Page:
The Last Horizon

by Michael Carter

The world was not pretty anymore. But that’s not why people no longer wanted to see. It was what came from the dark that made them wish for blindness.

The change started with acid rain, followed by blue clouds and purple smoke. Then wind cleared away all but the skeletal remains of the world.

Timkin, a surgeon in his old life, was one of the few who had the foresight to build a bunker. It was lined with two-by-four shelving that held necessities for survival: canned and freeze-dried goods, blankets, flashlights, and bottled water. He installed a generator and a sewer system. He hid in the bunker during the change, and he did not see daylight until the first knocks came at his vault-like door.

A family of three—father, mother, daughter—stood before the entrance. Wide eyes bulged out of their pale faces; pupils danced.

“Please take out our eyes,” the father said. “We don’t want to see what comes at nightfall. We will give you anything.”

Timkin’s face wrinkled when he first heard the request. He counseled the family, but he did not receive the answers he sought. Eventually, he gave in to their cries for help, and he accepted their offering of bread. In exchange, he did as they wished. He sent them back into the world, bleeding, but relieved.

When others learned of what he’d done, the knocks at the door continued. Timkin took what they offered; he wasn’t picky. Food, medical supplies, and water were the usual. Other times it was simple items, such as lip balm or matchbooks.

Occasionally, Timkin bartered for items he needed to run the bunker, such as oil and gas for the generator. This ran the heater and the incandescent bulb that hung over the operation chair. It also ran the suction pump. Gravity took the eye tissue away.

Once, a boy brought fingernail clippers. Timkin initially refused the offering because he felt bad for the child, but the boy insisted.

“You never know when you might need to trim your nails,” the boy said, innocently.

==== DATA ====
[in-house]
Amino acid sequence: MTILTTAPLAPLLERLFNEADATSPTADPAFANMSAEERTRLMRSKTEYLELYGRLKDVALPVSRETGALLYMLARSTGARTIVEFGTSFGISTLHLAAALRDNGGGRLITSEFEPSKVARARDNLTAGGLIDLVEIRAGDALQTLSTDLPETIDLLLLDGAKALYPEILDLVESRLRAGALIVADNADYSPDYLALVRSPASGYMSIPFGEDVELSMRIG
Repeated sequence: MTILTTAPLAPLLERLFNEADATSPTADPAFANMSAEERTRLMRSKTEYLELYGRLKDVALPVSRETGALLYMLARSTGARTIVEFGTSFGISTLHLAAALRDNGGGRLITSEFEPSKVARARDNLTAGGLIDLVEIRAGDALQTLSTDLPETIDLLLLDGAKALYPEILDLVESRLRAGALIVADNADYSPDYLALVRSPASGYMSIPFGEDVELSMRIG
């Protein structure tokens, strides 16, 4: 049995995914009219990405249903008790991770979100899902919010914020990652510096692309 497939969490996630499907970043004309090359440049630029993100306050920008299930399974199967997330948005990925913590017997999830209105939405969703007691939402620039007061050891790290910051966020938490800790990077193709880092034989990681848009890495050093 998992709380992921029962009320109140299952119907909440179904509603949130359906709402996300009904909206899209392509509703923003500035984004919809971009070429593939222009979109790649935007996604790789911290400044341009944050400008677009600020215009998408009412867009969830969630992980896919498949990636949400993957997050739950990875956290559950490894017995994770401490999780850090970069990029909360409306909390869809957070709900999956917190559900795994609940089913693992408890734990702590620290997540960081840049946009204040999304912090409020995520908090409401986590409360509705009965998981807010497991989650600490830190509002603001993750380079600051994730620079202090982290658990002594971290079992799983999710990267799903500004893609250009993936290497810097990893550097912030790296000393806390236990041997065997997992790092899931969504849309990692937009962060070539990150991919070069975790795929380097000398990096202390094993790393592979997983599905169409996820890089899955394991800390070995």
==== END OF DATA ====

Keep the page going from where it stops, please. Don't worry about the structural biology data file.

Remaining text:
Timkin trimmed nine of his ten fingernails. The last—his index fingernail—he grew long and sharp, like a tusk. He used it to clean the eye sucker.


The knocks became less frequent after the first year passed. Timkin wondered how long he could live if they stopped showing up, especially after his last patient’s offering.

“Hunnert pounds,” the man with stark blue eyes said.

“Money is no longer good,” Timkin said. “You must know that.”

“Please,” the man begged, “there’s notin’ left out there. The world’s a scab. I don’ wanna live like this no more. Take me eyes, so I can be free from what comes at night.”

Timkin could not turn him down. “I will help,” Timkin said. “But, no one will tell me what lurks out there. Will you?”

“Hart to explain. We see only its shape. It comes from the woods. By the flickering light of our fires, we see it hobble towart us, makin’ that gawdawful clicking sound.”

“What is it?”

“Please take me eyes, please,” was his only reply.

Timkin strapped him to an old, metal pilot’s seat that served as the operation chair. He lowered the glowing bulb to just above the man’s forehead, revealing tiny beads of sweat. He dipped his fingernail into rubbing alcohol, cleaned the mouth of the suction hoses with the fingernail edge, and then placed the gaskets over the man’s eyes. He held the hoses firmly to the sockets and turned on the system.

Within a second, both eyes were plucked. Timkin watched the eyeballs make their way through the semi-transparent hosing—the pupils turning purple as they mixed with red socket fluids—to the PVC pipe that drained under the shelter. Then he removed the hoses, filled the man’s sockets with gauze, and wrapped a handkerchief around his head to keep it all in place.

The screams lasted minutes, but they felt like an eternity. When the man caught his breath, he said, “Thank you.”


After a month without patients, Timkin was emaciated and running out of water. He would have to try to survive out there.

Perhaps, everyone died, he thought. Perhaps, what they did not want to see has eaten them. Perhaps, it has died.

He cracked open the bunker door and peered up the long stairwell. The setting sun cast shadows on the steps in front of him. He climbed, one step at a time, breathing heavily from his weakened condition.

At the top of the stairs, he could see the sun dipping below the horizon. It was too late to explore. It would come soon, they had told him. He would wait for daylight.

As he turned, he caught a glimpse of a silhouette against the mountains, miles away. He paused and then saw movement. As darkness fell, it moved toward him. Still plenty of time to turn back down the stairs.

Curiosity held him a moment longer. It moved quickly now. It was getting closer.

As it neared, Timkin’s face flushed, and his lips parted. He did not gasp, but he sucked in air. He had to breathe.

He could make out its shape, which seemed to change from gas-like to solid. It developed many legs.

Then the hobbling noise: click clack click clack—grew louder.

Timkin raised his arm, slowly, and brought his fingernail to his eye. He rested the tip above his eyelid.

Click clack click clack.

Just as a spiny leg came into a circle of remaining light outside the bunker, Timkin understood why everyone had sought him. He pressed his fingernail into his eye, and he started to claw.

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